Friday, February 3, 2012
Mini Food Review: Artists Point House-made Yukon Gold Potato Gnocchi
For my last visit to Artists Point, I made a conscious effort (EFFORT) to go meatless. I can often be found ordering the largest piece of roast beast a restaurant has to offer-raging carnivore here folks. But for this meal I wanted to try some of the vegetarian options that were available (note: when I say vegetarian, I do not mean vegan-as this dish has dairy.). My entree choice was the House-made Yukon Gold Potato Gnocchi. Let me start by saying there are a few things in this world that I love, but rarely get because it's a tricky dish to prepare and commercial preparation can usually do more harm than good. Gnocchi is one of them. While in theory gnocchi is easy enough-execution is another story. What I am looking for is a light, fluffy, tender (NOT chewy) dumpling that doesn't hit my stomach like a lead pellet. Artists Point gnocchi brings it's A game. Prepared & cooked to perfection, these little gems were flavorful too. Perfect amount of salt & pepper, a light potato flavor more still maintaining the traditional dumpling taste gnocchi should have. As further proof of their deliciousness (and the chef knowing they hit a home run) the sauce is a very light butter sauce. Almost more of a glazing then a full on sauce. This dish is enhanced by a selection of fresh, tender vegetables. English peas, chanterelle mushrooms, heirloom carrots & sweet corn nage** are plentiful in this dish and you really need to get a let a bit of each in each bite.There are also little globs of fresh ricotta throughout this dish, adding a bit of tangy dairy to the plate. Personally I could have done without it, or would have preferred it was seasoned, but I am not a big fan of naked ricotta. The issue is seasoned ricotta would have thrown the balance of the flavors off, so next time I will probably just request it be left out of the dish. There is a slight sweetness to this dish from the carrots, corn & English peas and what I believe is the use of sweet cream butter in the sauce. The mushrooms provide a wonderful earthiness, but being a milder mushroom-it's not overbearing. This dish proves that vegetarian can be nothing short of amazing. And if you're not ready to give up meat entirely, I would suggest sharing this meal as a pasta or even appetizer course, but do give it a chance-you will be pleasantly surprised.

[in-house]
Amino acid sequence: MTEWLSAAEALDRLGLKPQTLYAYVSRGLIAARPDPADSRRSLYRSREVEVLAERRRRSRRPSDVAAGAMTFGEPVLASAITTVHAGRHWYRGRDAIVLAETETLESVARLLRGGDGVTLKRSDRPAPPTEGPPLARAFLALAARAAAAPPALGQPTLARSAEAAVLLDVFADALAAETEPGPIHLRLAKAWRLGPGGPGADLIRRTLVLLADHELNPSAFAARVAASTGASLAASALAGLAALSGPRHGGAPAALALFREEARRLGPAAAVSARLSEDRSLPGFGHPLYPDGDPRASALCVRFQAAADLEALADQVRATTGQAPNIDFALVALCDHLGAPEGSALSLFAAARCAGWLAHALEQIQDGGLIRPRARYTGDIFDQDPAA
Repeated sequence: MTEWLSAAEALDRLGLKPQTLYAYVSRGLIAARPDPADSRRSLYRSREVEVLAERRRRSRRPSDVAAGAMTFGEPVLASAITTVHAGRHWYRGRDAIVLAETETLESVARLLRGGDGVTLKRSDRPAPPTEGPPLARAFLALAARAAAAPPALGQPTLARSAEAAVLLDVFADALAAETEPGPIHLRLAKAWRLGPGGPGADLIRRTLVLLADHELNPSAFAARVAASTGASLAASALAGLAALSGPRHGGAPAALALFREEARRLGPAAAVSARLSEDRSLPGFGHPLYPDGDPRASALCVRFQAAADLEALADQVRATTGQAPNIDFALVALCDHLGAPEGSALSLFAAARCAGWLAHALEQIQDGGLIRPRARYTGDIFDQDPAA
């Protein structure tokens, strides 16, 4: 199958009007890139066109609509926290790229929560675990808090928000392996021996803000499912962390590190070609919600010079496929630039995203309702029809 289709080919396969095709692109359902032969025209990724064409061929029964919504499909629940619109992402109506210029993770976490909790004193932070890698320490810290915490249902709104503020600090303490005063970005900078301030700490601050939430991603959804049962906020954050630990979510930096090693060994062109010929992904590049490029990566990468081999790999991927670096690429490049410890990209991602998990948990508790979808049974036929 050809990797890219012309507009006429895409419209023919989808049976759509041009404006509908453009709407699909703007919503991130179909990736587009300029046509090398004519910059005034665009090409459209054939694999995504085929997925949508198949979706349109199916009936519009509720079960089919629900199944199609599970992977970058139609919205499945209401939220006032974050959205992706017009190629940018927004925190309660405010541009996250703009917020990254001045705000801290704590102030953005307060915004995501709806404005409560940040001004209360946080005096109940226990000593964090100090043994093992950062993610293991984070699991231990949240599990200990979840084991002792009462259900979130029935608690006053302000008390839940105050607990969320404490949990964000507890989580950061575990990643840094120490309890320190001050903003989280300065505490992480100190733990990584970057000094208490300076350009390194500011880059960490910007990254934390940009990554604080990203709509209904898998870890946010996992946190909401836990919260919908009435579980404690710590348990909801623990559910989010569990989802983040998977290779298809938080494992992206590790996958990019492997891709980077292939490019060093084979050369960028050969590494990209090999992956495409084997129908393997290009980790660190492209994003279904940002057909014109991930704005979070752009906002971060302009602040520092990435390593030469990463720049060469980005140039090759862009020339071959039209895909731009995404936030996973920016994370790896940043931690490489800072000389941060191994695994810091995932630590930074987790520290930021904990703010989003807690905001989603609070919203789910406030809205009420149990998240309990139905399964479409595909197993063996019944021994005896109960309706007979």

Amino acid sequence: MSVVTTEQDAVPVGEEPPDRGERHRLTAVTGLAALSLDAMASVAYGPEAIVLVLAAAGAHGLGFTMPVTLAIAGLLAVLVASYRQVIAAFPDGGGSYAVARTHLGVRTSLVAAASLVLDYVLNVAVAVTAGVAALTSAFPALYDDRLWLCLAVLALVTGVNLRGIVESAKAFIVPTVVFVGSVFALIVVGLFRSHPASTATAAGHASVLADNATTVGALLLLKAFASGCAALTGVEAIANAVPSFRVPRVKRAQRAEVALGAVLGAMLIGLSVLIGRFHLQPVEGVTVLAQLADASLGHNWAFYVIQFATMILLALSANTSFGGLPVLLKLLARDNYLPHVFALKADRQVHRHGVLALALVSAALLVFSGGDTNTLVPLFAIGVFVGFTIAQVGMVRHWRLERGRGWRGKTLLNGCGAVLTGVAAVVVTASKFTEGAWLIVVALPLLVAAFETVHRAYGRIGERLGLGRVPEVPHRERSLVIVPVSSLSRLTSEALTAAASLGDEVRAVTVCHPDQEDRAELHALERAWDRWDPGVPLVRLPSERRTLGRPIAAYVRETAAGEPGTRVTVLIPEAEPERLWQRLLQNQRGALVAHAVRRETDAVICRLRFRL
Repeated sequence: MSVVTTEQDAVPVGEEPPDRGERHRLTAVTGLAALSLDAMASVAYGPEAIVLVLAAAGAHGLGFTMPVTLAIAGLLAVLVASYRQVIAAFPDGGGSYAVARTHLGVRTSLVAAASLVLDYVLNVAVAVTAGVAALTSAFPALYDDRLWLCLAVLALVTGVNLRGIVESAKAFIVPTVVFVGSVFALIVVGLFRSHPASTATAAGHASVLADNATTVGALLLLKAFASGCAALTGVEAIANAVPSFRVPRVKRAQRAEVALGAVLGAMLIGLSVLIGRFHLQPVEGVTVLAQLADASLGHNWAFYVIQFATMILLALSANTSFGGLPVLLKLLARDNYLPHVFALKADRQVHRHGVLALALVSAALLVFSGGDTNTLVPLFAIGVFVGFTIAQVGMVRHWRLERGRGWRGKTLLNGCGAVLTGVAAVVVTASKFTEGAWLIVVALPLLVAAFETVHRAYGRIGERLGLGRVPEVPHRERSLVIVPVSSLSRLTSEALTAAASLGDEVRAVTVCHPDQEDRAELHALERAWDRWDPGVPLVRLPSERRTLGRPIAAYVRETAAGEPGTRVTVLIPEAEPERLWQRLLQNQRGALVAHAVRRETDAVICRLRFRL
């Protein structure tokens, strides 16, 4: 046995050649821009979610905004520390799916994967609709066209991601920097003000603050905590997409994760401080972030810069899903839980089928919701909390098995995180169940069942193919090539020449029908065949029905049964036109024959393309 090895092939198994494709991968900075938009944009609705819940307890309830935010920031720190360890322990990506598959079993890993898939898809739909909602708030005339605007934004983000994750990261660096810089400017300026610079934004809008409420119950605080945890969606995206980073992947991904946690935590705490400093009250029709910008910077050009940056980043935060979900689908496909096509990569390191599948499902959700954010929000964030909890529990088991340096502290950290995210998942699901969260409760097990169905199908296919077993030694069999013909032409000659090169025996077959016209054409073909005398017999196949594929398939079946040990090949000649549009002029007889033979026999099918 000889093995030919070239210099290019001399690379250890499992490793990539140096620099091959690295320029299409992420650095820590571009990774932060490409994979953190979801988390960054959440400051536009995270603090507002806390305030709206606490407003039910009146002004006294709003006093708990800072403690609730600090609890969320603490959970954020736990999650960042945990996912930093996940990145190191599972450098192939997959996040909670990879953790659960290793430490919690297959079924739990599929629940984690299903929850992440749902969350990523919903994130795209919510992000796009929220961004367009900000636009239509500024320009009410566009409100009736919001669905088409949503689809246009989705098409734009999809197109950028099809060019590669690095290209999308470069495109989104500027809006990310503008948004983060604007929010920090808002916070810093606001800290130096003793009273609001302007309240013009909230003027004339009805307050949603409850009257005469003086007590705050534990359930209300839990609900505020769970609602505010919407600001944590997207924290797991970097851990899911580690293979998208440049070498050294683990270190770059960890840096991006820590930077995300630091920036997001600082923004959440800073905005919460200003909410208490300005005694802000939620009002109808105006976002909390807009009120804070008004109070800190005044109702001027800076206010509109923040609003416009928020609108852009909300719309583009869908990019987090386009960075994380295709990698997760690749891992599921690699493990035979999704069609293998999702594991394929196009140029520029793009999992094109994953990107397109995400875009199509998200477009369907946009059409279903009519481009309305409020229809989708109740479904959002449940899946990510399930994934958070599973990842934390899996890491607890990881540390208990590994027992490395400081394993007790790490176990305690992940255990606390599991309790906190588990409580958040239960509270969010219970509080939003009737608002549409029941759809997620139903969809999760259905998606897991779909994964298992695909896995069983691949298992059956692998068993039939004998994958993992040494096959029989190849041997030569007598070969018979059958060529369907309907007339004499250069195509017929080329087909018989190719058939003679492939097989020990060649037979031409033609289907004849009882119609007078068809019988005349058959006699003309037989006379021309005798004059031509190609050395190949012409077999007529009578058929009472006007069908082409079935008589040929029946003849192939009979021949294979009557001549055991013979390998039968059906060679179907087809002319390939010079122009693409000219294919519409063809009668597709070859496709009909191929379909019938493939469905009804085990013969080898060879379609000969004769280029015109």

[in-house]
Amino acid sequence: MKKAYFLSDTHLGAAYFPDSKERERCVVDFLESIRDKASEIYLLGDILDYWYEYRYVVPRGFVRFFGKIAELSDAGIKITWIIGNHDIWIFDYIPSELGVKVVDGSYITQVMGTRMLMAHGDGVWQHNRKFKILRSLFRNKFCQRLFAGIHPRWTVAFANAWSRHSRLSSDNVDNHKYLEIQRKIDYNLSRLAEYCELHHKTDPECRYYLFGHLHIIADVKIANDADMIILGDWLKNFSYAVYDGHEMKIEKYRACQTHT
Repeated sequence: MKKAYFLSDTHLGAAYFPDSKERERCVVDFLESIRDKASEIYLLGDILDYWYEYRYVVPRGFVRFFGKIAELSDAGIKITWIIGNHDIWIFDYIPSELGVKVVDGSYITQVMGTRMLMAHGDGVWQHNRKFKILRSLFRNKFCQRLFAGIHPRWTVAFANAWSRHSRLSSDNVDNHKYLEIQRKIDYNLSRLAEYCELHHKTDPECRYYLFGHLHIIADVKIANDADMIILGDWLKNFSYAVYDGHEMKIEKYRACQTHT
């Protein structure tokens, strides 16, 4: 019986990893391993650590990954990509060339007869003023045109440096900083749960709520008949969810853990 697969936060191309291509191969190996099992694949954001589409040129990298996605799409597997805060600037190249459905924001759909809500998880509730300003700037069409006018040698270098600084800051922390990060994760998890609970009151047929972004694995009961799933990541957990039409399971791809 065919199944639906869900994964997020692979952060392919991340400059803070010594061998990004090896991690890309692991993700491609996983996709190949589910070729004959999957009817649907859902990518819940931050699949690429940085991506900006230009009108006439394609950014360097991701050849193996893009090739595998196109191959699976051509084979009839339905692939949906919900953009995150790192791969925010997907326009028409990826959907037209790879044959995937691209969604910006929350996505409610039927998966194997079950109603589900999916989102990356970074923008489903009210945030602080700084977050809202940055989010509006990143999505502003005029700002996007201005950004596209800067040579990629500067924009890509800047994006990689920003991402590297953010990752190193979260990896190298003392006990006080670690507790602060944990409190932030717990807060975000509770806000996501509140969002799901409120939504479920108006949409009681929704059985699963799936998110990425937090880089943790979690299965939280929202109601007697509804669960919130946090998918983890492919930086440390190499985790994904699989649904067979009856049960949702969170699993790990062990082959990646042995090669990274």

**Sweet corn nage is a fancy word for a method of preparation. Basically it means that the corn was prepared in a broth most likely with shallots, butter & wine (usually white). The broth & corn are then added to a dish.